It is the song that will probably reverberate around the Etihad Stadium today, delivered with the defiance of a proud.
Marching On Together has been the constant in a turbulent time in Leeds United's history. Its sentiments are admirable. They are also incorrect.
Marching on? There seems a marked lack of direction at Leeds. Beyond the realisation that they are mired in the Championship for another year, few are quite sure where they are going.
Together? Their suffix, United, has often been inaccurate. This is one of those times.
Tuesday's 1-0 defeat to Middlesbrough was notable for chants of "[Neil] Warnock, time to go," directed at the manager. Others hope the owners GFH Capital, a venture capitalist company from Bahrain who only completed their takeover in December, will sell up.
Former Leeds commercial director and Hull City chairman Adam Pearson is interested in leading a consortium to buy them out. He represents the known quantity for many, while GFH's motives remain more of a mystery. They say they are seeking "strategic investors".
Some think they are looking to make a quick profit; others are lamenting their lack of expenditure in the transfer window.
There is only one element that all factions can agree upon.
"Everybody in Leeds needs that club back in the Premier League," Pearson said. "A city of this size should have a Premier League club."
Instead a 10th year outside the top flight appears inevitable for a club who reached the Uefa Champions League semi-final in 2001. Warnock has won seven promotions with previous clubs but it is almost certain there will not be an eighth this time around.
Yet the paradox in Leeds' season is that while they have rarely looked like they are going to the Premier League, they have troubled top teams.
They have defeated two sides with aspirations of Champions League football next season, led against a third and now, in City, face a fourth.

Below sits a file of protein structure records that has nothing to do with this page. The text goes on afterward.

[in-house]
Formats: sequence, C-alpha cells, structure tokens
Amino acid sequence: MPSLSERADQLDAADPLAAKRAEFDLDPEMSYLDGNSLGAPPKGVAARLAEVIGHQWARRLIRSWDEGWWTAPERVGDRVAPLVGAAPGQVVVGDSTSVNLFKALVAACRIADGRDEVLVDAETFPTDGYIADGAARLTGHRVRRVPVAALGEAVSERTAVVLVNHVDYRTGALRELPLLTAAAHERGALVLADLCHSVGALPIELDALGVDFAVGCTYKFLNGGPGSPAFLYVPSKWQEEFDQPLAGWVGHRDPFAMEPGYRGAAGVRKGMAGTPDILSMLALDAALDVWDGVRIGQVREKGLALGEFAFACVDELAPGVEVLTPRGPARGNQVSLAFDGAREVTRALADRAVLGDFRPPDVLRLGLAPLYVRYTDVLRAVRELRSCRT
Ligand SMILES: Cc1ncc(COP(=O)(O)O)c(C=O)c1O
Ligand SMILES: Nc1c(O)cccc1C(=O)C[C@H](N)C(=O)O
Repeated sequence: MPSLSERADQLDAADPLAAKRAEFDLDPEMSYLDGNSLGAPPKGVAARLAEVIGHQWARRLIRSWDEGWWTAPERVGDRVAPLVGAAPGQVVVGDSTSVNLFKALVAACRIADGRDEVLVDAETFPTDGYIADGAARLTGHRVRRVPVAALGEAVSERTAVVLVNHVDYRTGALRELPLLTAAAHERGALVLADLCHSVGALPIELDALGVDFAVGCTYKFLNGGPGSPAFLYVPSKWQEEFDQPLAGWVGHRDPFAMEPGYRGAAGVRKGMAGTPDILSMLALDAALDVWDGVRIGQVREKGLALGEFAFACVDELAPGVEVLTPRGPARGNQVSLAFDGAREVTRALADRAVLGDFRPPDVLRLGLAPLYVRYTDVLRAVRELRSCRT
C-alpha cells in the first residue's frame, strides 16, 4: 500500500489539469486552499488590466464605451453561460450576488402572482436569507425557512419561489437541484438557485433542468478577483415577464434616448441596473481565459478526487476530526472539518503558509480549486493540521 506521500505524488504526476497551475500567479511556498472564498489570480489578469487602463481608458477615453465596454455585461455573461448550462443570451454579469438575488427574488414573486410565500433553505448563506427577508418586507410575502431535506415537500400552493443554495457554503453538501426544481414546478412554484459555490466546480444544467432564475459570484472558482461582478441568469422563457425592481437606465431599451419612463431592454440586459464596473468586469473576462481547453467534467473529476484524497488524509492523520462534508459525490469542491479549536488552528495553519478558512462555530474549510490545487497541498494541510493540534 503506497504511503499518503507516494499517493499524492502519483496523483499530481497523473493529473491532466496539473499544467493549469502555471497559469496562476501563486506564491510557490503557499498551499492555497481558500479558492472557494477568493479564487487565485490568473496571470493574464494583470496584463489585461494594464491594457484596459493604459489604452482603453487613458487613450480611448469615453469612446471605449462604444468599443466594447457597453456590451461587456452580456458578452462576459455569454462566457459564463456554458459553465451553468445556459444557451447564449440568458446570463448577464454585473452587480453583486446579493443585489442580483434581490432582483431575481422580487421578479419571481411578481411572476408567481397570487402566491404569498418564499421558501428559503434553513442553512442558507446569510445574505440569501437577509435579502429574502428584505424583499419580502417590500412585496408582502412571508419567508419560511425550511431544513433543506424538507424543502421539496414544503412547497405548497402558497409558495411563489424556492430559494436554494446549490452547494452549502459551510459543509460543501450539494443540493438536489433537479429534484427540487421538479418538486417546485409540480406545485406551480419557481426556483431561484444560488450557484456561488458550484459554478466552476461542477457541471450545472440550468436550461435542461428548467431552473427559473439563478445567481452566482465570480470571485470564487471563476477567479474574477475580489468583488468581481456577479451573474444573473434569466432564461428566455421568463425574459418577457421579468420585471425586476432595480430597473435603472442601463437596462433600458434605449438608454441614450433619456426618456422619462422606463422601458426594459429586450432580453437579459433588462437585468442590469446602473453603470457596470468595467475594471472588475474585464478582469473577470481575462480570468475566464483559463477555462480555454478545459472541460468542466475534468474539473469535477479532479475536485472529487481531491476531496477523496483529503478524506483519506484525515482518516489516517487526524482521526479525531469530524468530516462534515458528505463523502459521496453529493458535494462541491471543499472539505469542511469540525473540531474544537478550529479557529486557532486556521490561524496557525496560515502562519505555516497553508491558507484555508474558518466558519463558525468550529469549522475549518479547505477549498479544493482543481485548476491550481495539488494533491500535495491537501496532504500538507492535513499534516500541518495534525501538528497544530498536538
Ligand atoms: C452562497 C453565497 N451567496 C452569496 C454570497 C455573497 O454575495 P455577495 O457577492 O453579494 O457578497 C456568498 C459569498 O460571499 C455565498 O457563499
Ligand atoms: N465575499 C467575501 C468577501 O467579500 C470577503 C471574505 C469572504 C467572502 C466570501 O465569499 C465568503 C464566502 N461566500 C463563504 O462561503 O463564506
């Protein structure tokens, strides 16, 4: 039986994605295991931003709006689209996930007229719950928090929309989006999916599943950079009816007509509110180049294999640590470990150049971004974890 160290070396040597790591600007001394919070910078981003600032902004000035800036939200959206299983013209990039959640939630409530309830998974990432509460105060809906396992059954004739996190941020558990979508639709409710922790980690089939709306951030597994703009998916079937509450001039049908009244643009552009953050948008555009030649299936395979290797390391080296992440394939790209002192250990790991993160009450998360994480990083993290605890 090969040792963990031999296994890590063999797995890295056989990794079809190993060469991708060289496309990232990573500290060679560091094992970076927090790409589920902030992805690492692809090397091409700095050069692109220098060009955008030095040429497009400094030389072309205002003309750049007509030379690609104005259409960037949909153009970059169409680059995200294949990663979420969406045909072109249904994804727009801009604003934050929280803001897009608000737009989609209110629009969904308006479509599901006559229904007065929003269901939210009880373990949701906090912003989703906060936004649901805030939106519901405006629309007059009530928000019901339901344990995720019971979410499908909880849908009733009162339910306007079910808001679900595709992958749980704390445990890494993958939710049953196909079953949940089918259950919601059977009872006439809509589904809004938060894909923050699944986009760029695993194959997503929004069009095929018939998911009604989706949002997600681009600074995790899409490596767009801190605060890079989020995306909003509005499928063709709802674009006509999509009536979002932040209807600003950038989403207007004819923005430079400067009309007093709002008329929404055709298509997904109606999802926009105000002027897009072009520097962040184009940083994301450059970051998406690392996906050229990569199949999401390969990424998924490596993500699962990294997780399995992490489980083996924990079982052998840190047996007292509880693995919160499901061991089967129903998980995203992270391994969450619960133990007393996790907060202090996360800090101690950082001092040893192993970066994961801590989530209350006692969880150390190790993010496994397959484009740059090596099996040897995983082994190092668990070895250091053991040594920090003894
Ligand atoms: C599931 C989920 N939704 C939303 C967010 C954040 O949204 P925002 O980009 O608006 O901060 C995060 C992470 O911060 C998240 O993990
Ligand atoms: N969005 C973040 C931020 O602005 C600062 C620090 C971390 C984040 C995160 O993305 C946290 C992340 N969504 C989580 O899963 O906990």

Theirs has been a season of cup runs. Everton and Southampton were knocked out of the Capital One Cup and while Chelsea eventually won 5-1 at Elland Road, they trailed at half time.
So Leeds' biggest scalp is Tottenham Hotspur, beaten 2-1 in the FA Cup to set up today's tie.
One of English football's grandest clubs have reinvented themselves as dangerous underdogs, snapping at the heels of their superiors. The prerequisite for any Leeds player is to compete; so, too, for any Warnock player.
Michael Brown, the veteran scrapper who started his career at City and first played for Warnock 14 years ago, is in and out of their Championship team but a certain starter against Premier League sides, an ageing agent provocateur who specialises at getting under the skin of more garlanded talents. Against Tottenham, another of his many former clubs, he was terrific.
For midfielder and manager alike, this is a farewell tour. Brown is 36 and a player whose presence in the team often bemuses supporters. Warnock turns 65 later this year and, like Brown, out of contract in the summer.
His long-postponed retirement could finally arrive, an ever controversial character leaving the stage for the quiet life of driving his tractor around his home in Cornwall.
If so, Leeds' league campaign would provide an anti-climactic ending. Warnock lost his top scorer, Luciano Becchio, to Norwich City in January and has bemoaned his players' inability to take chances.
They are mid-table, but, aware of the Yorkshire mindset, Warnock recently said: "In Leeds, the glass is always half empty."
The cups have overflowed, however, with triumphs of team spirit and work ethic, the qualities Warnock has always valued most highly. And so, for perhaps the final time in a managerial career that began at Gainsborough Trinity 33 years ago, he is preparing for a final outing on the major stage, sending out a side to scrap with the fancied favourites.
And after that, Leeds will be shrouded in uncertainty again.
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